31 “Simon, Simon, look out. Satan has asked to sift you like wheat. 32 But I have prayed for you that your faith may not fail. And you, when you have turned back, strengthen your brothers.” 33 “Lord,” he told him, “I’m ready to go with you both to prison and to death.” 34 “I tell you, Peter,” he said, “the rooster will not crow today until you deny three times that you know me.”
At 6:00 a.m. the alarm sounds. You say to yourself, “I know I need to get up and start my day.” You hit the snooze button.
Nine minutes later the alarm goes off again “The kids need to eat. I need to get in my run and start my day.” SMACK! The snooze goes on again.
Beep. Beep. Beep. So tired, you roll out of bed, turn off the alarm and start your day feeling behind because you hit the snooze twice already, yet knowing you had the BEST of intentions to wake up and face the new day. But your flesh was so weak this morning you just had to sleep a little more.
We’ve all been there at some point, right? Some more often than others, but we’ve all had the BEST of intentions or made promises to do something, but our flesh was just too weak, too tired, too distracted, too overcommitted, too limited, too lazy, too ______(fill in the blank).
It’s common as humans (especially as believers) to have a strong spirit of YES, but at times our flesh says NO. We have the heart and best of intentions to serve, shepherd, mentor, give or sacrifice for someone or something, yet when the time comes, we simply can’t follow through.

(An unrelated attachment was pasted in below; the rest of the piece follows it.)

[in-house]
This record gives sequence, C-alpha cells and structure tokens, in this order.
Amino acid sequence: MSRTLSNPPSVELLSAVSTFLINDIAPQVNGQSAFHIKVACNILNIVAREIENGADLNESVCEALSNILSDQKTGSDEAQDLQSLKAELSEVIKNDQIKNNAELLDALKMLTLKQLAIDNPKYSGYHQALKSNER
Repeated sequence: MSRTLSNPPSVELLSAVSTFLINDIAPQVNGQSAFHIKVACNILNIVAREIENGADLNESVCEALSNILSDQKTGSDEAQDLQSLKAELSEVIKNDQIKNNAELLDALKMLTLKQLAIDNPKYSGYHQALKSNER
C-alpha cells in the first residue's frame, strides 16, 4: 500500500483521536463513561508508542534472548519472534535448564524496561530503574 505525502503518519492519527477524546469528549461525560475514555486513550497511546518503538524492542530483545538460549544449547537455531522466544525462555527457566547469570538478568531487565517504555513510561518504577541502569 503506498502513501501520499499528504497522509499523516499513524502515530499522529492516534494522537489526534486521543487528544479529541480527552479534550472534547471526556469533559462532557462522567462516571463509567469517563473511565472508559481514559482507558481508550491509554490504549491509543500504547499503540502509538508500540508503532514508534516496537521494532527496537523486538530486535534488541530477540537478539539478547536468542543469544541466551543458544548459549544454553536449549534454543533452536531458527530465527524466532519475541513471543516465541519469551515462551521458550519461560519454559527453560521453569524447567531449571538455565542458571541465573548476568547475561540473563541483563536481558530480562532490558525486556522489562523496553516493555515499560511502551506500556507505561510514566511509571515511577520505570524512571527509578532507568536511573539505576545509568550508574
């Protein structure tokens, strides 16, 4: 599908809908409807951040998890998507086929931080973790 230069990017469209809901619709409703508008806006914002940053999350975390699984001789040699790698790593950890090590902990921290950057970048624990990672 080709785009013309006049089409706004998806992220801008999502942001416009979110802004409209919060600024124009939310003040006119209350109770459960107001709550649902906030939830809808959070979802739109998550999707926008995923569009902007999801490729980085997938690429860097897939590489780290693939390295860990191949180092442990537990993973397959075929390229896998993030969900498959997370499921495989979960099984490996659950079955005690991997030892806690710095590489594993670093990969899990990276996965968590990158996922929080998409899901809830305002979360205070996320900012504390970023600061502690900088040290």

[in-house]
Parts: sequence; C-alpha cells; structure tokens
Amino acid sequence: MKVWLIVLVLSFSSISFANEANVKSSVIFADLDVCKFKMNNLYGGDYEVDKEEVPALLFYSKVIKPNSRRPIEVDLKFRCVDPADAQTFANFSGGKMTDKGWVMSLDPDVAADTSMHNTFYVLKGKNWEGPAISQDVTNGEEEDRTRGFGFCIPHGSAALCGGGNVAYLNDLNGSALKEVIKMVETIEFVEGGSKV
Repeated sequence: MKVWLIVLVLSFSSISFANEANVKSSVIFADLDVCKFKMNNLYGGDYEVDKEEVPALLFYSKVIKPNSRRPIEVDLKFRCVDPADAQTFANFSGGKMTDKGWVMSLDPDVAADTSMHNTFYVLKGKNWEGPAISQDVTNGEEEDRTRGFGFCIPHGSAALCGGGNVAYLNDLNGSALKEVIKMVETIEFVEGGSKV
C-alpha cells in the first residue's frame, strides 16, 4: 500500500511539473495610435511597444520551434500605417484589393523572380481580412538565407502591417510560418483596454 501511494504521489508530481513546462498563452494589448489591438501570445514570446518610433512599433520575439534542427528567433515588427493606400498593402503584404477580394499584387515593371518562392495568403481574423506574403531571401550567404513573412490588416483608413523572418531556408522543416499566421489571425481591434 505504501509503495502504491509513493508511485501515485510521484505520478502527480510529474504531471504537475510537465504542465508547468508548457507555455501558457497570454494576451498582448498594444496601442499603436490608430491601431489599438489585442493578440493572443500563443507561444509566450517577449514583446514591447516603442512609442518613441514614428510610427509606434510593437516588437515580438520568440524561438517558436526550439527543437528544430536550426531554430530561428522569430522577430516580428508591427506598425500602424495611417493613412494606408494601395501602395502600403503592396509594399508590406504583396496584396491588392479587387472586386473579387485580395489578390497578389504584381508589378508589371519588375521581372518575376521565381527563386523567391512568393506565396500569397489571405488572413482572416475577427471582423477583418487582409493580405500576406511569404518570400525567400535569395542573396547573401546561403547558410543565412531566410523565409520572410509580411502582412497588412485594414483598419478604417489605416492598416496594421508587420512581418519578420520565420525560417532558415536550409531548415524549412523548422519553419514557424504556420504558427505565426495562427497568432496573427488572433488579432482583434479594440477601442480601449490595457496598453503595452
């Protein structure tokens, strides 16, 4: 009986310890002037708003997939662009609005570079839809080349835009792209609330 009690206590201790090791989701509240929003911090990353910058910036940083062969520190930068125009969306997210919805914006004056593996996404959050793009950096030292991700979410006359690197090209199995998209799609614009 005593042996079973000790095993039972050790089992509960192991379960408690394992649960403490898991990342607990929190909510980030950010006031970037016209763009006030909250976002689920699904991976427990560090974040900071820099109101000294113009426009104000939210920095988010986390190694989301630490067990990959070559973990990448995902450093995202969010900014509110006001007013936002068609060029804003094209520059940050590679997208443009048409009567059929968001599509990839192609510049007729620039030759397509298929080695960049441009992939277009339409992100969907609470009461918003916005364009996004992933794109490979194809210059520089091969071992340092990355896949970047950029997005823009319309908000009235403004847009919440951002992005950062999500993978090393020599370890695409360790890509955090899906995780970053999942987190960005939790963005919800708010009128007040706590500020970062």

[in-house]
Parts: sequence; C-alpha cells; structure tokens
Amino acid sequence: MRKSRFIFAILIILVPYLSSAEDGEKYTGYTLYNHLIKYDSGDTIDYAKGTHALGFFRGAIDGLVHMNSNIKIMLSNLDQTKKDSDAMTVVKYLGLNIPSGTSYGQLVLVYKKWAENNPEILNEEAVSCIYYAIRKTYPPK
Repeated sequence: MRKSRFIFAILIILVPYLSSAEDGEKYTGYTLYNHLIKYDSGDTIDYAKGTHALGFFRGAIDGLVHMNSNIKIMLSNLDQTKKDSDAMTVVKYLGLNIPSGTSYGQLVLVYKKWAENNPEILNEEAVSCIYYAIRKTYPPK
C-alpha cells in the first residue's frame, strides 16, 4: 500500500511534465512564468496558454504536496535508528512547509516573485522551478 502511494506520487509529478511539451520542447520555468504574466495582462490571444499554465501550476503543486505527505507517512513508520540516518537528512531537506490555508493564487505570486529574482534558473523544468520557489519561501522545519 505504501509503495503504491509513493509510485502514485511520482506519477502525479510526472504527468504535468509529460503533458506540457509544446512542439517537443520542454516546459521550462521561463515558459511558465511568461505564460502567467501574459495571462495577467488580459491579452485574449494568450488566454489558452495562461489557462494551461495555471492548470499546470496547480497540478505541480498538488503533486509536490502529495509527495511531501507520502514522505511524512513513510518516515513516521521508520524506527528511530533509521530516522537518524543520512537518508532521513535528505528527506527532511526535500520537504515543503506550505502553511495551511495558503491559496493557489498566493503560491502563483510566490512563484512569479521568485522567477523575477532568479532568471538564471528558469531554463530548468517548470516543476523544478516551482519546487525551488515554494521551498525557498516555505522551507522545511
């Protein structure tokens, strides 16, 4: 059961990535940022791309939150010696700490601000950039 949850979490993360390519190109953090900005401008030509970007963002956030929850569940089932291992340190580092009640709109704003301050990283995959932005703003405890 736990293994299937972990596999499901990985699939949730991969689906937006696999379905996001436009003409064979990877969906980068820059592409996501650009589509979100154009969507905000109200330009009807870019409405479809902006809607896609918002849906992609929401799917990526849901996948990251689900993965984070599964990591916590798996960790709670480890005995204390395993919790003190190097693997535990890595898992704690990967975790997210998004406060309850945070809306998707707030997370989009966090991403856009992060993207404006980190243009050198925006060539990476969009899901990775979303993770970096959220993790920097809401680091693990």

When Peter said in Luke 22:3, “I’m ready to go with you both to prison and to death,” he was saying, “My spirit is willing and ready to follow you, Jesus, even if that means my death.” Peter had all the right intentions, yet when push came to shove, his flesh still came up weak. Jesus even predicted Peter would fail, regardless of what his heart intentions were.
Applying this to our own life, here are a few points to ponder:
- Regardless of our heart’s intentions, we are human and fall short; therefore, we need a Savior to redeem us.
- Jesus truly SEES us and chooses to accept us exactly as we are, who we are, and where we are at. In this scripture, Jesus KNEW Peter was making a promise he couldn’t keep. But Jesus still loved Peter anyway, exactly as he was, who he was, and where he was at—even if it meant Jesus would be betrayed by the friend who knew Him best.
- The best of intentions don’t atone us; Jesus atones us on the cross. Because we are limited humans, we are in need of a limitless Savior. We need Him to atone for our shortcoming, our empty promises and our sin. Jesus knew His purpose, and He died just as much for those who knew Him and had good intentions as for those who didn’t know Him at all.
So yes, we need to try our best to follow through on the promises we make. But even more, we desperately need to receive the gift of grace and mercy He offers us.
Questions to Ask Yourself
- What do your promises and follow-through look like in your life?
- Where is it that Jesus offers you grace and mercy?
- Where do you need to let Him in so you can receive His grace and mercy?
Pray for the church planting efforts of Jason and Jennifer, global workers from our church family in Europe. They have seen many people become newly interested in knowing God in the wake of the pandemic.